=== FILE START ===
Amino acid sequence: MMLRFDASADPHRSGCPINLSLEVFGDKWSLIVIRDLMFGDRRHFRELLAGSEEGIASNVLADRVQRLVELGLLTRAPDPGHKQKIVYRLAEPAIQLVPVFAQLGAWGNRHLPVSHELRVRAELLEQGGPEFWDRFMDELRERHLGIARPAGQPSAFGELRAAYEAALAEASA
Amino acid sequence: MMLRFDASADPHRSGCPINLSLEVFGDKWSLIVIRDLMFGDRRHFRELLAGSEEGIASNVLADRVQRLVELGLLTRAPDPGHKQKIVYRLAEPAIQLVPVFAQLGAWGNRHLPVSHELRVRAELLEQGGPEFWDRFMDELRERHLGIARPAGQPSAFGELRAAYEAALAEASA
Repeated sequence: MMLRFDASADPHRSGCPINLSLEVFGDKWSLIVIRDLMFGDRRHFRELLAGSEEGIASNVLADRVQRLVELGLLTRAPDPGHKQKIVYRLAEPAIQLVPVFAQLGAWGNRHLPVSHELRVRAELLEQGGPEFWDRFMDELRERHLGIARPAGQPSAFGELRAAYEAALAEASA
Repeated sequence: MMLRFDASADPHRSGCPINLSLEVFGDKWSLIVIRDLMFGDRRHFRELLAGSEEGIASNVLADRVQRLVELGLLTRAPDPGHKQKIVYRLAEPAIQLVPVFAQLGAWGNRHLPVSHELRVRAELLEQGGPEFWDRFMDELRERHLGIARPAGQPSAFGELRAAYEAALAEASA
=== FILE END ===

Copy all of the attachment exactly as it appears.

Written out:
Amino acid sequence: MMLRFDASADPHRSGCPINLSLEVFGDKWSLIVIRDLMFGDRRHFRELLAGSEEGIASNVLADRVQRLVELGLLTRAPDPGHKQKIVYRLAEPAIQLVPVFAQLGAWGNRHLPVSHELRVRAELLEQGGPEFWDRFMDELRERHLGIARPAGQPSAFGELRAAYEAALAEASA
Amino acid sequence: MMLRFDASADPHRSGCPINLSLEVFGDKWSLIVIRDLMFGDRRHFRELLAGSEEGIASNVLADRVQRLVELGLLTRAPDPGHKQKIVYRLAEPAIQLVPVFAQLGAWGNRHLPVSHELRVRAELLEQGGPEFWDRFMDELRERHLGIARPAGQPSAFGELRAAYEAALAEASA
Repeated sequence: MMLRFDASADPHRSGCPINLSLEVFGDKWSLIVIRDLMFGDRRHFRELLAGSEEGIASNVLADRVQRLVELGLLTRAPDPGHKQKIVYRLAEPAIQLVPVFAQLGAWGNRHLPVSHELRVRAELLEQGGPEFWDRFMDELRERHLGIARPAGQPSAFGELRAAYEAALAEASA
Repeated sequence: MMLRFDASADPHRSGCPINLSLEVFGDKWSLIVIRDLMFGDRRHFRELLAGSEEGIASNVLADRVQRLVELGLLTRAPDPGHKQKIVYRLAEPAIQLVPVFAQLGAWGNRHLPVSHELRVRAELLEQGGPEFWDRFMDELRERHLGIARPAGQPSAFGELRAAYEAALAEASA